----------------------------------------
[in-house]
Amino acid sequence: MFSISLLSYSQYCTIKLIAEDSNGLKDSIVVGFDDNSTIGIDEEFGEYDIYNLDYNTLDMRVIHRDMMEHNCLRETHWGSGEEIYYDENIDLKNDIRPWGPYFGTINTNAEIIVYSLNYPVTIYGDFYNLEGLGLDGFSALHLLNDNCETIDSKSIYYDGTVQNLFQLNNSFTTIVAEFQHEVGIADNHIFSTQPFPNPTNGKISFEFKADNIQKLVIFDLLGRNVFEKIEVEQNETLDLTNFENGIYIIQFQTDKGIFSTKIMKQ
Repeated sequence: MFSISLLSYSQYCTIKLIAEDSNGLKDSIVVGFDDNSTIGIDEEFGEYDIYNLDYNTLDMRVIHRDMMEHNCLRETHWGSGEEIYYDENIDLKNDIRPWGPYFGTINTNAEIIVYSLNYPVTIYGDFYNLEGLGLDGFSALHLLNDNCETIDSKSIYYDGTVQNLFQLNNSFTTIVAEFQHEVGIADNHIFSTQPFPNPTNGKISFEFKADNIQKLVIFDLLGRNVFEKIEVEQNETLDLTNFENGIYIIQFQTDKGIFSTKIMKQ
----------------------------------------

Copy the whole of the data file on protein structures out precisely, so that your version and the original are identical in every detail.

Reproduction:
[in-house]
Amino acid sequence: MFSISLLSYSQYCTIKLIAEDSNGLKDSIVVGFDDNSTIGIDEEFGEYDIYNLDYNTLDMRVIHRDMMEHNCLRETHWGSGEEIYYDENIDLKNDIRPWGPYFGTINTNAEIIVYSLNYPVTIYGDFYNLEGLGLDGFSALHLLNDNCETIDSKSIYYDGTVQNLFQLNNSFTTIVAEFQHEVGIADNHIFSTQPFPNPTNGKISFEFKADNIQKLVIFDLLGRNVFEKIEVEQNETLDLTNFENGIYIIQFQTDKGIFSTKIMKQ
Repeated sequence: MFSISLLSYSQYCTIKLIAEDSNGLKDSIVVGFDDNSTIGIDEEFGEYDIYNLDYNTLDMRVIHRDMMEHNCLRETHWGSGEEIYYDENIDLKNDIRPWGPYFGTINTNAEIIVYSLNYPVTIYGDFYNLEGLGLDGFSALHLLNDNCETIDSKSIYYDGTVQNLFQLNNSFTTIVAEFQHEVGIADNHIFSTQPFPNPTNGKISFEFKADNIQKLVIFDLLGRNVFEKIEVEQNETLDLTNFENGIYIIQFQTDKGIFSTKIMKQ